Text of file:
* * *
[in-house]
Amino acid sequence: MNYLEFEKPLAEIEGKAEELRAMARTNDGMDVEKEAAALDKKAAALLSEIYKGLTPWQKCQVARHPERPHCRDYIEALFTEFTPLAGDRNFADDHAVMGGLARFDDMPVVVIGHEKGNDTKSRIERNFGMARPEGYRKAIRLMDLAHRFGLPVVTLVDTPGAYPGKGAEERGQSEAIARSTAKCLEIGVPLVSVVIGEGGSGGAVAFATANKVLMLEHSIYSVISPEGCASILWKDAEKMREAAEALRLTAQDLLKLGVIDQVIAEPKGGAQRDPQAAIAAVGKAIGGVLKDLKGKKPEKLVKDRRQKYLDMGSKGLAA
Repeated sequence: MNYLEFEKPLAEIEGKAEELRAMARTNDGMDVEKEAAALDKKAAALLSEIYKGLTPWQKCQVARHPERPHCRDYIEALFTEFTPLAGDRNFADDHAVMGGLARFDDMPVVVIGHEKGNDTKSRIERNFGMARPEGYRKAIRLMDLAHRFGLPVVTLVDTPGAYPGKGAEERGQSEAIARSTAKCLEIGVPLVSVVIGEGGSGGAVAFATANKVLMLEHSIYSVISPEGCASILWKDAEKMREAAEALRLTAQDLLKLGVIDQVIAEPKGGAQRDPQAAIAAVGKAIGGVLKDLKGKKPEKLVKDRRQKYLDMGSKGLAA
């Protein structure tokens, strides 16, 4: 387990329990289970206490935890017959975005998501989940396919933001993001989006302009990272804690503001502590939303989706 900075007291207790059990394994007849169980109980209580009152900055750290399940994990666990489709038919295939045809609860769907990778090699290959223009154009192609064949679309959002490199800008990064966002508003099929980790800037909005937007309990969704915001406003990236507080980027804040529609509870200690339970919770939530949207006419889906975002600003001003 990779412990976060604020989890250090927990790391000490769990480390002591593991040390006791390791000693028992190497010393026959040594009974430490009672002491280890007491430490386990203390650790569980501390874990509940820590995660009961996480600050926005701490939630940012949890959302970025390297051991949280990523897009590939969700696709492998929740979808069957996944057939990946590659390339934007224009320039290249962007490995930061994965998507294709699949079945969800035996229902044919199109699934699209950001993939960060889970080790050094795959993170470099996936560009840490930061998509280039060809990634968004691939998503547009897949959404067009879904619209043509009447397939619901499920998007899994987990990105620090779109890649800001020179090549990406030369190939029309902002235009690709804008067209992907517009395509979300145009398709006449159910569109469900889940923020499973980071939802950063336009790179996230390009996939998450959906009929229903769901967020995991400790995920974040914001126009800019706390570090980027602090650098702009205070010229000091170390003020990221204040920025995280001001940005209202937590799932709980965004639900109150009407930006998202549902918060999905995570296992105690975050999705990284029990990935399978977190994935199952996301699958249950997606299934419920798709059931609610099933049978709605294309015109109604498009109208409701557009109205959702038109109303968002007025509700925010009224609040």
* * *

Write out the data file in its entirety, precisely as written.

[in-house]
Amino acid sequence: MNYLEFEKPLAEIEGKAEELRAMARTNDGMDVEKEAAALDKKAAALLSEIYKGLTPWQKCQVARHPERPHCRDYIEALFTEFTPLAGDRNFADDHAVMGGLARFDDMPVVVIGHEKGNDTKSRIERNFGMARPEGYRKAIRLMDLAHRFGLPVVTLVDTPGAYPGKGAEERGQSEAIARSTAKCLEIGVPLVSVVIGEGGSGGAVAFATANKVLMLEHSIYSVISPEGCASILWKDAEKMREAAEALRLTAQDLLKLGVIDQVIAEPKGGAQRDPQAAIAAVGKAIGGVLKDLKGKKPEKLVKDRRQKYLDMGSKGLAA
Repeated sequence: MNYLEFEKPLAEIEGKAEELRAMARTNDGMDVEKEAAALDKKAAALLSEIYKGLTPWQKCQVARHPERPHCRDYIEALFTEFTPLAGDRNFADDHAVMGGLARFDDMPVVVIGHEKGNDTKSRIERNFGMARPEGYRKAIRLMDLAHRFGLPVVTLVDTPGAYPGKGAEERGQSEAIARSTAKCLEIGVPLVSVVIGEGGSGGAVAFATANKVLMLEHSIYSVISPEGCASILWKDAEKMREAAEALRLTAQDLLKLGVIDQVIAEPKGGAQRDPQAAIAAVGKAIGGVLKDLKGKKPEKLVKDRRQKYLDMGSKGLAA
């Protein structure tokens, strides 16, 4: 387990329990289970206490935890017959975005998501989940396919933001993001989006302009990272804690503001502590939303989706 900075007291207790059990394994007849169980109980209580009152900055750290399940994990666990489709038919295939045809609860769907990778090699290959223009154009192609064949679309959002490199800008990064966002508003099929980790800037909005937007309990969704915001406003990236507080980027804040529609509870200690339970919770939530949207006419889906975002600003001003 990779412990976060604020989890250090927990790391000490769990480390002591593991040390006791390791000693028992190497010393026959040594009974430490009672002491280890007491430490386990203390650790569980501390874990509940820590995660009961996480600050926005701490939630940012949890959302970025390297051991949280990523897009590939969700696709492998929740979808069957996944057939990946590659390339934007224009320039290249962007490995930061994965998507294709699949079945969800035996229902044919199109699934699209950001993939960060889970080790050094795959993170470099996936560009840490930061998509280039060809990634968004691939998503547009897949959404067009879904619209043509009447397939619901499920998007899994987990990105620090779109890649800001020179090549990406030369190939029309902002235009690709804008067209992907517009395509979300145009398709006449159910569109469900889940923020499973980071939802950063336009790179996230390009996939998450959906009929229903769901967020995991400790995920974040914001126009800019706390570090980027602090650098702009205070010229000091170390003020990221204040920025995280001001940005209202937590799932709980965004639900109150009407930006998202549902918060999905995570296992105690975050999705990284029990990935399978977190994935199952996301699958249950997606299934419920798709059931609610099933049978709605294309015109109604498009109208409701557009109205959702038109109303968002007025509700925010009224609040």